.‘Miss You Like Hell’ Takes Off

The road story reimagined in a musical from the writer of In the Heights

When San Jose native Ivette Deltoro joined City Lights Theater Company as an intern out of college, she never predicted that it would lead her to the center of the city’s most anticipated co-production of 2023.

“Things just kind of continued spiraling,” she recalls. “when the full year of the internship was up, the casting person at the time was leaving to go to grad school, and she suggested that they talk to me. They said, ‘Do you want to stay on?’ and I said, ‘Of course I do!’” 

As City Lights celebrates its 40th anniversary this year, Deltoro has been busy casting the musical Miss You Like Hell by Pulitzer Prize-winning playwright Quiara Alegría Hudes. The show is a co-production between City Lights and Teatro Visión. 

Like In the Heights, the 2021 stage musical-turned-blockbuster that Hudes co-wrote with Lin Manuel-Miranda, Miss You Like Hell is a story of the highs and lows of Latinx immigrant experiences in the United States. While In the Heights focuses on gentrification in a New York City neighborhood, Miss You Like Hell is a family drama. 

“It’s a little bit more intimate,” Deltoro explains. The plot follows Beatriz, an undocumented mother, who surprises Olivia, her estranged teenage daughter, with a 4 a.m. invitation on a cross-country road trip. Looming on the horizon is a political storm with acutely personal impacts: Beatriz faces imminent deportation to Mexico. 

“The story that Miss You Like Hell presents is very important for the community at large in San Jose,” Deltoro says. “It’s full of a lot of heart. It’s very touching. It’s funny, but it really touches on a lot of very deep and important things about the importance of family and community, and how community can come from many different places. They meet a lot of people on the road.”

Deltoro describes the rock-infused score (composed by multi-genre songwriter Erin McKeown) as “raw” and “almost guttural.” Songs like “Yellowstone” present a new take on old sights and provide “the sounds of memory and longing.”   

Deltoro is an apt pick for the play. Not only are her parents immigrants from Mexico, she cares deeply about building community through theater. In November of 2022, she accepted the role of managing director of Teatro Visión, which “explores the social and psychological experiences of Latinxs.” 

“I was very struck by their mission,” she says. “The emphasis that they put on access for youth in our community, making it accessible for everybody, and their focus on social justice just really struck a deep chord in me. It gives me an opportunity to offer what I didn’t have access to when I was a child.”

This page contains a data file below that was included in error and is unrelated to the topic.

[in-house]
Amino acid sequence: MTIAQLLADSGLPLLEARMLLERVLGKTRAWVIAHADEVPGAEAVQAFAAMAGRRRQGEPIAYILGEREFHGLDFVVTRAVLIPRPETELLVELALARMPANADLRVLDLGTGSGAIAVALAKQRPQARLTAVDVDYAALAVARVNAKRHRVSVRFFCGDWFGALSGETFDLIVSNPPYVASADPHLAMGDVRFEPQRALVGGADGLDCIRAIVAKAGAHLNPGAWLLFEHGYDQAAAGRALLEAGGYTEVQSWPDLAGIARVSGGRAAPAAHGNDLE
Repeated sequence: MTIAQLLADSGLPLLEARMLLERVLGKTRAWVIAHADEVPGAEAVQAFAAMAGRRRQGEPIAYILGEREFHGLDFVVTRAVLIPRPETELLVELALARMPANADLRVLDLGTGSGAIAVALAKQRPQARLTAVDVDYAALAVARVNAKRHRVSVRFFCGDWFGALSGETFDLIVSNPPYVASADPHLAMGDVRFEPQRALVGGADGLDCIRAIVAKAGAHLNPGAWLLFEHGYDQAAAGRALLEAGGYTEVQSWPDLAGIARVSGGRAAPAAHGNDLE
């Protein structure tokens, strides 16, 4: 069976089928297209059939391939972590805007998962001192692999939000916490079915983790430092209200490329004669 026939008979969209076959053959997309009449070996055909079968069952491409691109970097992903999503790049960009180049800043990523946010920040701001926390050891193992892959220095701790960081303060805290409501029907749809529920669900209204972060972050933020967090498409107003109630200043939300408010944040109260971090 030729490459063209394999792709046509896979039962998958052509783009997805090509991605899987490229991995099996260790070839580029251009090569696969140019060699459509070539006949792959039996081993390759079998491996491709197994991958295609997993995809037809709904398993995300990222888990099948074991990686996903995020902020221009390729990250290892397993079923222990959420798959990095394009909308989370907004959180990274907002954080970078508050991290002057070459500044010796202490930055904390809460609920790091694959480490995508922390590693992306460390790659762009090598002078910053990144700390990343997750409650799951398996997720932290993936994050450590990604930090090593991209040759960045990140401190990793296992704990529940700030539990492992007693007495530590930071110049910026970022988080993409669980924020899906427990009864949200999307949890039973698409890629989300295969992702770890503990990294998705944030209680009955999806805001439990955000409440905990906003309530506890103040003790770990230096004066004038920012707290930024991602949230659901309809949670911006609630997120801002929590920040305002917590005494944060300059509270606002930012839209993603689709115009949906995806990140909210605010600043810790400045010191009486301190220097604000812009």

With a foot in both companies, Deltoro played a critical role in making their collaboration on Miss You Like Hell a reality. The road trip musical (which premiered in San Diego in 2016) came to her attention around the time City Lights did In the Heights in 2018. When she joined Teatro Visión, a collaboration between the two theaters felt natural. 

“What I was really focused on was making sure that the Latinx community was really represented in the cast,” Deltoro says. “For this production, especially, it was very helpful that our director is Rodrigo García, the artistic director of Teatro Visión, because he already has so many of those connections.”  

The closing weekend performances on Feb. 23-26 will take place at the Mexican Heritage Plaza in East San Jose. There, Teatro Visión will provide sliding-scale ticket prices to promote accessibility. 

Deltoro sees this as an opportunity for community building across venues.

“The nice thing about these co-productions is you have the base audience that City Lights has and the base audience that Teatro Visión usually has,” she says. “So now you’re giving them the option to be like, ‘Hey, here’s another friend of ours. They do productions in this space. Get to know them!’”

For her and the staff of both theaters, the collaboration is the ideal way to present a story about friendship and kindness across distances and differences. 

“I’m really excited for the community to see their story on stage.”

Miss You Like Hell

Showing through Feb 26

Thu-Sun, Various Times, $49+ 

City Lights Theatre, San Jose

Addie Mahmassanihttps://www.addiemahmassani.com/
Addie Mahmassani is a poet based in Santa Cruz. She holds a PhD in American Studies from Rutgers University-Newark and is currently an MFA student in creative writing at San Jose State University. There, she is a Teaching Associate as well as the lead poetry editor of Reed Magazine, California's oldest literary journal. She also surfs, sings and loves a part-sheepdog named Lou.

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